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Wednesday, 21 March 2012
Page: 3739


Ms O'DWYER (Higgins) (12:57): I rise to speak on the Electoral and Referendum Amendment (Maintaining Address) Bill 2011 and the Electoral and Referendum Amendment (Protecting Elector Participation) Bill 2012 out of a great concern for the implications that these two bills will have for Australian democracy. Australia is one of the world's oldest democracies. We have been a democracy since our inception. At the very heart of our democracy lies the fact that each Australian citizen has the franchise; the ability to put themselves on the electoral roll so that they can vote for their representative in this place and in the Australian Senate.

Under existing legislation it is very clear who is currently able to put themselves on the Australian electoral roll: anybody who is over 18 years of age and who is an Australian citizen, a British subject and or on the Commonwealth electoral roll as at 25 January 1984. This is pretty clear. More than this, in advance of somebody turning 18, at the age of 16, a citizen of this country who meets the criteria can in advance put themselves down on the electoral roll so that when they reach their 18th birthday they will automatically become entitled to vote, should an election be called. These two bills, however, seek to undermine the way people are put onto the Australian electoral roll. It is, according to this government, a necessary evil. They say that so many people are disenfranchised under the existing system. They say that many young people, in particular, are disenfranchised because they do not have time to put themselves on the electoral roll. But of course any basic examination of these facts demonstrates the paucity of the government's argument and invites anybody who understands this issue to ask themselves the question: what is the real motivation for this government in seeking to make a change to how citizens are put onto the electoral roll? Already, under the existing rolls—and I quote from the AEC website:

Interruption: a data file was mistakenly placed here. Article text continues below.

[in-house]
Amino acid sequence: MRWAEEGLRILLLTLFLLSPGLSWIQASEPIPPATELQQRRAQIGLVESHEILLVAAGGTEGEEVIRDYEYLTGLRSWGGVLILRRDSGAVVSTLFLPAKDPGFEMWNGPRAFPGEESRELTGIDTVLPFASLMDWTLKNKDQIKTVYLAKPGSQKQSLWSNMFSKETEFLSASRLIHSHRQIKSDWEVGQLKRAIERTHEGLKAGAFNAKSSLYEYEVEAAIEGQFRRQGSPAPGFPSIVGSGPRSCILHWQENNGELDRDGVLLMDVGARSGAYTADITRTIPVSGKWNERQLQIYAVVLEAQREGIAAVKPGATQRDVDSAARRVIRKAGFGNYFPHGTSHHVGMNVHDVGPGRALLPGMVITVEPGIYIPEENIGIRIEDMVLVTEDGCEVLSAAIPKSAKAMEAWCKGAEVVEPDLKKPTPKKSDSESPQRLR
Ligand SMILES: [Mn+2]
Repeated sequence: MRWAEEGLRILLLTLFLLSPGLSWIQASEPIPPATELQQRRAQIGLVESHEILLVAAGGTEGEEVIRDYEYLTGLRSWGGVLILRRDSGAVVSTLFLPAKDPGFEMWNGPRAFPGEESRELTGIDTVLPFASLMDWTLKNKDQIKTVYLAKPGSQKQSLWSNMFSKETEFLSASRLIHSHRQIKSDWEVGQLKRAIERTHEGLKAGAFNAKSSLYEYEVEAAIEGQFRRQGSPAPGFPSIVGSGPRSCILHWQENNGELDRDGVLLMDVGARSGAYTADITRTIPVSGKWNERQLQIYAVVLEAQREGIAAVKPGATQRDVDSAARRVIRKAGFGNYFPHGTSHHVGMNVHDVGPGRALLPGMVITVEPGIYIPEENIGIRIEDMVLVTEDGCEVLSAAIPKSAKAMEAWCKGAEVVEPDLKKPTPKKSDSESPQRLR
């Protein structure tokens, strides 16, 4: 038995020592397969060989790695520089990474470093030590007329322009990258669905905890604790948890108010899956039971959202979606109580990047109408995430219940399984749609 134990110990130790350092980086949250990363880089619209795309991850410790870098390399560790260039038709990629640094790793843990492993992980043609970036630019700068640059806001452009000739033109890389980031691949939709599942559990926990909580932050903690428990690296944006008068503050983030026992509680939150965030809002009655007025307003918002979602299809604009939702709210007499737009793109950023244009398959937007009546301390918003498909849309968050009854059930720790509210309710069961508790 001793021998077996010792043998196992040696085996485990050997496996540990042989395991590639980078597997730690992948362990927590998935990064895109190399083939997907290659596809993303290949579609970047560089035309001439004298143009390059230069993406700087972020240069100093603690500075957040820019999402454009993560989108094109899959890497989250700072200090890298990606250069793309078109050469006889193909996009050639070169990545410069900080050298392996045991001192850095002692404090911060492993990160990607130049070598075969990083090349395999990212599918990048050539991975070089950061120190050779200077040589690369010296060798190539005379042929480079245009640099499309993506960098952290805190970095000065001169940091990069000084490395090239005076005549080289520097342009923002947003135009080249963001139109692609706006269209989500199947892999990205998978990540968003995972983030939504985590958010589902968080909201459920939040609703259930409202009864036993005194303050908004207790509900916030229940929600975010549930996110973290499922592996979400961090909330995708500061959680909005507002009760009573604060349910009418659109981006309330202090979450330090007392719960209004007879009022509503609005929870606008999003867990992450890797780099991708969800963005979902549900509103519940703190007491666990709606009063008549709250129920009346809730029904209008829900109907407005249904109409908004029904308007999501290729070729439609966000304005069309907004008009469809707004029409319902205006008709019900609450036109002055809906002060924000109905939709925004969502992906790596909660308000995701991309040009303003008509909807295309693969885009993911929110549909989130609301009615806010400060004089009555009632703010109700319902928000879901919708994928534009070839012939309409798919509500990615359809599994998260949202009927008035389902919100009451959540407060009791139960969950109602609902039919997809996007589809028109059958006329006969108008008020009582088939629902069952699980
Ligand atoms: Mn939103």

The electoral roll is continuously updated, however, following the issue of the 'writ' for an election, which sets the election timetable, the roll for the election is closed. The roll for the election closes at 8pm local time on the third working day after the writ is issued and cannot be updated after that date.

So it is very clear that when an election is announced—when the writs are issued—people most certainly do have the ability to put themselves on the electoral roll. Whether they be young or old, they themselves can go to the AEC and put themselves on the electoral roll so that they may vote in that election for their representative.

Instead, the government is seeking to automatically put a number of people onto the electoral roll. It is seeking to do this through data matching. Without anyone's consent or permission, this government would put people onto the electoral roll or make changes to an entry for an existing person on the electoral roll as to where they are entitled to vote. This would be the result of the Australian Electoral Commission, in and of itself, determining how that person is to appear on the electoral roll.

This concerns us greatly, because it should be for the individual themselves to go through all the proper and correct processes to put themself on the electoral roll. Only in this way can we be assured of the integrity of the electoral role, that there are proper checks and balances—that people are in fact entitled to be on the electoral roll and are enrolling in the correct place and not seeking to skew the electoral roll in any way. This government would rather see the Australian Electoral Commission make a determination as to who should be on the roll and how they should be on it. This concerns us because the Australian Electoral Commission will be forced to rely upon information that is provided to it by third parties that it determines are of sufficient quality to be allowed to make that determination, yet there are no criteria on which this is based.

I would like to refer to the Joint Standing Committee on Electoral Matters. My colleagues Bronwyn Bishop, Senator Scott Ryan, Alex Somlyay and Senator Simon Birmingham wrote such a stellar report pointing out a number of the flaws with this legislation. Bronwyn Bishop spoke with the AEC and asked a very pertinent question about the process that went to the issue of the integrity of the roll:

I want to go back to the process. Supposing you have decided, because of your checking with your material, that Mrs Bloggs has actually moved from her previous address. Under this legislation, you would write to the new address and say, 'We have changed you', because you are satisfied that she has moved.

Mr Killesteyn replied:

We would not say that we have changed it; we would write to the individual and say, 'We have information which leads us to believe that you are at this address. You have 28 days to advise us whether that is not the case.' If there were no response, then we would change the address at that point.